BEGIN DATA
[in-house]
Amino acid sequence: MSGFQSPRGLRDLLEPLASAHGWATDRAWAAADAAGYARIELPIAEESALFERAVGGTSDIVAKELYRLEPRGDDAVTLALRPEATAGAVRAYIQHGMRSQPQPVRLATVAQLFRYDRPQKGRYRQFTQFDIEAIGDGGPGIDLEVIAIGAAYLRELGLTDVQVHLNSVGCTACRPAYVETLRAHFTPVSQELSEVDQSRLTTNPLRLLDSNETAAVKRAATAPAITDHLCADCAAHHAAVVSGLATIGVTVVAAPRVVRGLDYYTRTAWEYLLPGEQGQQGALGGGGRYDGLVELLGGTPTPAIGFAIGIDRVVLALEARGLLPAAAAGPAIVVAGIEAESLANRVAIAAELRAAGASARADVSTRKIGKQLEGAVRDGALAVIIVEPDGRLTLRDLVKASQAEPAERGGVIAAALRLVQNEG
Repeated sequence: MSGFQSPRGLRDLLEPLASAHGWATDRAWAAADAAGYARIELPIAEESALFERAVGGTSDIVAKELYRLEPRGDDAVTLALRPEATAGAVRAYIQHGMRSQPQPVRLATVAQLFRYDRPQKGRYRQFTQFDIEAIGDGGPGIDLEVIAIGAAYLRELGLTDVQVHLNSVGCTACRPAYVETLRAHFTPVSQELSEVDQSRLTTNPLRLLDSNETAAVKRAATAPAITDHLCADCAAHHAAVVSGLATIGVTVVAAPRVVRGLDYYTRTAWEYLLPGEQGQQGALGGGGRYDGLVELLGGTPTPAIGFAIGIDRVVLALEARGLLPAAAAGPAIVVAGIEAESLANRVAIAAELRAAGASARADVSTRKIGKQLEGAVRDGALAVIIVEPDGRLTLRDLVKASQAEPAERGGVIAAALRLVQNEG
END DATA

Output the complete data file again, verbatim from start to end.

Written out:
[in-house]
Amino acid sequence: MSGFQSPRGLRDLLEPLASAHGWATDRAWAAADAAGYARIELPIAEESALFERAVGGTSDIVAKELYRLEPRGDDAVTLALRPEATAGAVRAYIQHGMRSQPQPVRLATVAQLFRYDRPQKGRYRQFTQFDIEAIGDGGPGIDLEVIAIGAAYLRELGLTDVQVHLNSVGCTACRPAYVETLRAHFTPVSQELSEVDQSRLTTNPLRLLDSNETAAVKRAATAPAITDHLCADCAAHHAAVVSGLATIGVTVVAAPRVVRGLDYYTRTAWEYLLPGEQGQQGALGGGGRYDGLVELLGGTPTPAIGFAIGIDRVVLALEARGLLPAAAAGPAIVVAGIEAESLANRVAIAAELRAAGASARADVSTRKIGKQLEGAVRDGALAVIIVEPDGRLTLRDLVKASQAEPAERGGVIAAALRLVQNEG
Repeated sequence: MSGFQSPRGLRDLLEPLASAHGWATDRAWAAADAAGYARIELPIAEESALFERAVGGTSDIVAKELYRLEPRGDDAVTLALRPEATAGAVRAYIQHGMRSQPQPVRLATVAQLFRYDRPQKGRYRQFTQFDIEAIGDGGPGIDLEVIAIGAAYLRELGLTDVQVHLNSVGCTACRPAYVETLRAHFTPVSQELSEVDQSRLTTNPLRLLDSNETAAVKRAATAPAITDHLCADCAAHHAAVVSGLATIGVTVVAAPRVVRGLDYYTRTAWEYLLPGEQGQQGALGGGGRYDGLVELLGGTPTPAIGFAIGIDRVVLALEARGLLPAAAAGPAIVVAGIEAESLANRVAIAAELRAAGASARADVSTRKIGKQLEGAVRDGALAVIIVEPDGRLTLRDLVKASQAEPAERGGVIAAALRLVQNEG